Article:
Notes: Carolyn Skinner, Women Physicians & Professional Ethos in Nineteenth Century America

Skinner, Carolyn. (2014). Women physicians & professional ethos in nineteenth century America. Carbondale, IL: Southern Illinois University Press.


Skinner discusses the complications of women physicians in nineteenth century America creating professional ethos.


“[E]thos often is not crafted in response to a coherent and identifiable set of audience values but instead is composed in a dynamic context that includes multiple competing ideas about the “best” virtues; consequently, ethos formation frequently involves value negotiations as well as reciprocity between rhetor and audience identity constructs” (p. 175).


This is becoming a bit of a recurring question, but I’m wondering about moments in which these cordial appeals for acknowledgement are not possible or only perpetuate problems. I’m not trying to say this is a gap in Skinner’s text as it was not a part of her project—her work contributes a great deal to reconsidering ethos and particularly a feminist ethos in complicated and nuanced ways. What I’m wondering is how, within that framework of a feminist ethos that she offers us, is there space for rhetoric’s insufficiency or failure, or a rhetoric of refusal.

We learn a lot of how the conditions of women physicians and how they negotiate ethos and/through professionalism. This negotiation happens in locations that are hostile to these women. But still, what we see is a mutual engagement that is inherent in the word negotiation (p. 175).

If we must attend to the conditions that allow for persons to engage in rhetorical negotiation, what conditions need to be present for refusal? For, what the only rhetorical term I have at my disposal for this, kakoethos?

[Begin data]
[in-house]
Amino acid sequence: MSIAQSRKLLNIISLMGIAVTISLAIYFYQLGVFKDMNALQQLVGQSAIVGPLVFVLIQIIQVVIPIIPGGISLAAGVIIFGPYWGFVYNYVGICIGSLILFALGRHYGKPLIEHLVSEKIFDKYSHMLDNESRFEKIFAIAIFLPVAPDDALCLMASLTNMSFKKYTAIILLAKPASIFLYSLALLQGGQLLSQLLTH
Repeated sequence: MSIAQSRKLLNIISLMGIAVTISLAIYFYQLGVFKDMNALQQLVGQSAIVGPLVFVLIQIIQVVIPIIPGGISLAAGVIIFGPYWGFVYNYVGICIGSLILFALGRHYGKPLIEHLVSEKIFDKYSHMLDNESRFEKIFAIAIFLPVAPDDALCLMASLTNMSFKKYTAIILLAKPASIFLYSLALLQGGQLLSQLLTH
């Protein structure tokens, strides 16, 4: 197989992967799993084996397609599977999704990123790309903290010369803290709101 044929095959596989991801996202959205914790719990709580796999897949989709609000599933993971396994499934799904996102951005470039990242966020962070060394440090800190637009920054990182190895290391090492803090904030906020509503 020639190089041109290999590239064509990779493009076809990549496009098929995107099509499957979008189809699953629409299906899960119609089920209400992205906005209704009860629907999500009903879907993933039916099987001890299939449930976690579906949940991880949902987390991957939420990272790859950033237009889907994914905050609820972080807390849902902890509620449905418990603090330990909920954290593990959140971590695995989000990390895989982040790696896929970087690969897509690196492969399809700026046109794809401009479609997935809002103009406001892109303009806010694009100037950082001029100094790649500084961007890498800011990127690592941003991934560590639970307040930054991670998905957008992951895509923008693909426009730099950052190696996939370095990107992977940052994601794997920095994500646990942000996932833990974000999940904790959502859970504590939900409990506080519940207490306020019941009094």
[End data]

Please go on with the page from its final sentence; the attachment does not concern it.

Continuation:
I’m still working on this project looking at ACT UP activists and what’s striking is their refusal to participate in negotiation. What they perform instead is an ardent insistence that they be seen and heard on their own terms, silencing the dominant discourse that systemically silenced them. What conditions need to be met for this mode of rhetorical action that refutes traditional conceptions of how ethos participates.


Notes: Jessica Enoch, “Releasing Hold: Feminist Historiography Without the Tradition”

Enoch, Jessica. (2013). Releasing hold: Feminist historiography without the tradition. In Theorizing histories of rhetoric. Carbondale, IL: Southern Illinois University Press, p. 58-73.


Enoch questions the dominant work in feminist rhetorical historiography to reclaim women rhetorical figures or reread canonical texts and instead poses rhetorical approaches that call attention to the rhetorical work of gendering and creating public memories about and for women.

Keywords: feminist rhetorics, historiography, histories of rhetoric, archives, methodology


“Rather than use the archive to recover women, a feminist memory studies approach to the archive prompts scholars to see it as a site that creates and shapes public memory for and about women” (p. 66).

“[T]heir work is predicated on the idea that the process of gendering is deeply rhetorical in that it relies on discursive, material, and embodied articulations and performances that create and disturb gendered distinctions, social categories, and asymmetrical power relationships” (p. 68).